(Kiryat Sefer resident and activist Miri Kupermintz on the park site. All photos by Daniella Cheslow)
The good news is that it looks like the decade-long citizens’ battle to get a park instead of a high-rise in the Kiryat Sefer neighborhood is finally paying off. We visited the site, where activists have been running a weekly picnic for close to a year to push the city into creating a park. Right now it’s little more than a glorified sandlot (below), but in April the municipality okayed creating a green space in the 26 dunam (6.5 acre) lot. If you plan to be in the area on July 14, get ready for a major celebration as the park pushers mark their one-year anniversary.
Tour organizers Tovi Fenster (a geography professor at Tel Aviv U.) and Oren Shlomo (a master’s student in the department) were quick to point out that the residents of Kiryat Sefer are old-time Israelis with relatively easy access to the city’s centers of power. Further south was another conflict involving considerably less connected city residents.
Yuval Tamari teaches at a public school in Yafo, the Arab city that makes up the southern part of Tel Aviv. He said that until a few years ago, all his students were Jewish. But because of Arabs moving into Jewish neighborhoods, his school’s student composition began reflecting a changing demographic mix. He said Jewish parents who had grown up in Yafo schools were worried that their kids wouldn’t feel at home as their classmates spoke Arabic to each other. Arabs aren’t the only ones moving in Yafo; Tel Aviv Jews have also moved into both older apartments and new gated residential projects.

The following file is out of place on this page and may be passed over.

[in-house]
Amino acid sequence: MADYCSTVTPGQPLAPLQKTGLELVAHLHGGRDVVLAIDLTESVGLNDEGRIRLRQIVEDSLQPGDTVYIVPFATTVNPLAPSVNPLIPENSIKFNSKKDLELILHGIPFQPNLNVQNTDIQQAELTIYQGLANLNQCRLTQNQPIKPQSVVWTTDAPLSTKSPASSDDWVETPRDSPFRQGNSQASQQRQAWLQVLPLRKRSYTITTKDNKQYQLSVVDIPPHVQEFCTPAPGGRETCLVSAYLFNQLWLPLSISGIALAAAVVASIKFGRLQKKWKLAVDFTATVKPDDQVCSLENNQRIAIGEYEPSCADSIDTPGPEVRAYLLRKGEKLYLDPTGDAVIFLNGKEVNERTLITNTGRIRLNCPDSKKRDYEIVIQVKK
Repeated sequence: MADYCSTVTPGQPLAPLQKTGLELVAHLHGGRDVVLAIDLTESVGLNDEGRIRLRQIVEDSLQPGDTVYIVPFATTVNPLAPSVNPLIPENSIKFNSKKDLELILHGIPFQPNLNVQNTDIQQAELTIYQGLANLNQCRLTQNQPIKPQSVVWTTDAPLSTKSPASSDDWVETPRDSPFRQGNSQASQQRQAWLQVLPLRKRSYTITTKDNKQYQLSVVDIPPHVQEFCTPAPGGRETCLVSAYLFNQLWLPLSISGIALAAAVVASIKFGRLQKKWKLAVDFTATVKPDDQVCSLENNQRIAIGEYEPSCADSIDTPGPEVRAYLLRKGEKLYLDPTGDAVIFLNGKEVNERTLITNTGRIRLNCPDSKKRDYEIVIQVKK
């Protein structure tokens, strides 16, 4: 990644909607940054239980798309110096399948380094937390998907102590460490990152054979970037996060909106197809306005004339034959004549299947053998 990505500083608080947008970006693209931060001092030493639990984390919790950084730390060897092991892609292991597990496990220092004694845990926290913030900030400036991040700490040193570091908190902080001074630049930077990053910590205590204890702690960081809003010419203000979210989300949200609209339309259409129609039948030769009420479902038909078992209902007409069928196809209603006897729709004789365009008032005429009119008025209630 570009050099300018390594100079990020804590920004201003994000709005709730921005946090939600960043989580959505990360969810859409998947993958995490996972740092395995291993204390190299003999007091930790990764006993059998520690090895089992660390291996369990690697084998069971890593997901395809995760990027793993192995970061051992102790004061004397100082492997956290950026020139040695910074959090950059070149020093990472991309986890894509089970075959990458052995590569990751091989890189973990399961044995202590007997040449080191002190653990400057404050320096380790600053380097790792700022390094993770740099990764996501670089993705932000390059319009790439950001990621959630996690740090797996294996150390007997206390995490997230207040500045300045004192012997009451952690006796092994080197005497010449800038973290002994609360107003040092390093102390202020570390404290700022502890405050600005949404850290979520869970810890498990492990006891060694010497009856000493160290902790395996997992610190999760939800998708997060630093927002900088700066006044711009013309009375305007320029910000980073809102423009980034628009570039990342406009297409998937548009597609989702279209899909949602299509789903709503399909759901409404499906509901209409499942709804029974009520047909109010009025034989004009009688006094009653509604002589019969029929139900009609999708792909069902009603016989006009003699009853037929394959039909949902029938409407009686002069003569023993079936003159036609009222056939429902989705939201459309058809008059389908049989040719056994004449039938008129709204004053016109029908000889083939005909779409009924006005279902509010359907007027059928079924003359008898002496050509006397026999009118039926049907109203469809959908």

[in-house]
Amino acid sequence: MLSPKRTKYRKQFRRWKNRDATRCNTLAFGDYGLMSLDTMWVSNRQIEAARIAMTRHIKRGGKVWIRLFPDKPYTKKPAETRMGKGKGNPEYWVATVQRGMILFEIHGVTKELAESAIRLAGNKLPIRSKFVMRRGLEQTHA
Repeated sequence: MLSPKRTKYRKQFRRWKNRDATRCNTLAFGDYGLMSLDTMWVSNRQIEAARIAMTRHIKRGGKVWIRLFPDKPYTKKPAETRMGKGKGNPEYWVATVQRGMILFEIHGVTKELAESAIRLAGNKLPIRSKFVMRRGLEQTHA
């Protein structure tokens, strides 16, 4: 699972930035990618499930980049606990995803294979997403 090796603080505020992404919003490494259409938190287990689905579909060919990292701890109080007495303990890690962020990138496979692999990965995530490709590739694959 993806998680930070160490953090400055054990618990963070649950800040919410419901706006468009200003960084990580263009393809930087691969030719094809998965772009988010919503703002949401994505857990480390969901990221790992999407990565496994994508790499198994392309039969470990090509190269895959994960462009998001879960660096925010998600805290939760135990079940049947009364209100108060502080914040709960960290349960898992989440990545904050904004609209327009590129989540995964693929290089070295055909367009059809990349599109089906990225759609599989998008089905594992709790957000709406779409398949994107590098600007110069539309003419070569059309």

Tamari said his school moved to become more welcoming by hiring Arab teachers and celebrating Jewish, Muslim and Christian holidays. He also said the school has established a 50-50 quota for the percentage of Jewish and Arab students. The students’ parents are learning to adapt, while Tamari remains acutely aware of the possibility of “Jewish flight” and the need to balance the two sides.
What I took away from the tour is that while most cities have fluid populations, when it involves Jews and Arabs the Israeli gentrification issue takes on distinctly nationalist tones. For more, check out this piece by Josh Mitnick.